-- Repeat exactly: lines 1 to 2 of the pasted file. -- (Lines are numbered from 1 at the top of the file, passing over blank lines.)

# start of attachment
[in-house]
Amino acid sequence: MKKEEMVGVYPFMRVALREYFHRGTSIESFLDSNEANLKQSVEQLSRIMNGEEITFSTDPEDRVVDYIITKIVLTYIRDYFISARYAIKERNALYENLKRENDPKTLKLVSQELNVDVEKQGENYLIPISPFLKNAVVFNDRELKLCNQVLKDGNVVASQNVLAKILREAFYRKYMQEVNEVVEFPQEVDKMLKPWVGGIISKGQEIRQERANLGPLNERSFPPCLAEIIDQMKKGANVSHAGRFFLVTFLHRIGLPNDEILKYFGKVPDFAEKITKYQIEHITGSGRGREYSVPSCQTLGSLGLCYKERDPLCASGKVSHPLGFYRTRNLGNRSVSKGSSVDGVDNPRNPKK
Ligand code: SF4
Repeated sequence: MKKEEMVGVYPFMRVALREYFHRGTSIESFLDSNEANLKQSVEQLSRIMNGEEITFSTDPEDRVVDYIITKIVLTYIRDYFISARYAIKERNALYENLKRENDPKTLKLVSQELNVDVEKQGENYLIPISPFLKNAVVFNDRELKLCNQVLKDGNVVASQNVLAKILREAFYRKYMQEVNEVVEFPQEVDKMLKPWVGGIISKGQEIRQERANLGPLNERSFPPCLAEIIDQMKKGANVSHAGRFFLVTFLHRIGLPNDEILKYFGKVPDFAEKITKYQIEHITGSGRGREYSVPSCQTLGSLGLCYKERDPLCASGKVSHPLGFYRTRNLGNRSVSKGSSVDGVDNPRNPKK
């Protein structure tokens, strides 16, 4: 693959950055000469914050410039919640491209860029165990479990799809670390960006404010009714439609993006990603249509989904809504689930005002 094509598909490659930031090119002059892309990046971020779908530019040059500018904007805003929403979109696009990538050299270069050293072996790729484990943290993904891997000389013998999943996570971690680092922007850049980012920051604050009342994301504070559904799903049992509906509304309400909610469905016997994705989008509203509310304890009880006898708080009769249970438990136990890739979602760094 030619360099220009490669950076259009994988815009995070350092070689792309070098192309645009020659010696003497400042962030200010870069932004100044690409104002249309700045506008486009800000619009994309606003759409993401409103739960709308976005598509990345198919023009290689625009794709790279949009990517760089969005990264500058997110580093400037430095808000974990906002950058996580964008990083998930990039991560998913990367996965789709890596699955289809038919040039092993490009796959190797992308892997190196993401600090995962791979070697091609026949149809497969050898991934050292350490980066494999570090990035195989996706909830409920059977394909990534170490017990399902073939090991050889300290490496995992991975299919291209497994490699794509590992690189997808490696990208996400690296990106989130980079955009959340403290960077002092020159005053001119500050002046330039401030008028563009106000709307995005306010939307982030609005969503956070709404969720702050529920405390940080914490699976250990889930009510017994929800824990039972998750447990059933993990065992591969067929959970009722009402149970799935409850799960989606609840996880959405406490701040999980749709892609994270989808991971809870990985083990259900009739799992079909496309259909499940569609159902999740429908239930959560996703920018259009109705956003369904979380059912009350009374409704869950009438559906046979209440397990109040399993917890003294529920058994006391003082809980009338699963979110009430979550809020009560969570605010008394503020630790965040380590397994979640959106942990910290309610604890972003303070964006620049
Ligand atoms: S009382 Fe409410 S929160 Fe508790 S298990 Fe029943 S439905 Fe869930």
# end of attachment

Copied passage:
[in-house]
Amino acid sequence: MKKEEMVGVYPFMRVALREYFHRGTSIESFLDSNEANLKQSVEQLSRIMNGEEITFSTDPEDRVVDYIITKIVLTYIRDYFISARYAIKERNALYENLKRENDPKTLKLVSQELNVDVEKQGENYLIPISPFLKNAVVFNDRELKLCNQVLKDGNVVASQNVLAKILREAFYRKYMQEVNEVVEFPQEVDKMLKPWVGGIISKGQEIRQERANLGPLNERSFPPCLAEIIDQMKKGANVSHAGRFFLVTFLHRIGLPNDEILKYFGKVPDFAEKITKYQIEHITGSGRGREYSVPSCQTLGSLGLCYKERDPLCASGKVSHPLGFYRTRNLGNRSVSKGSSVDGVDNPRNPKK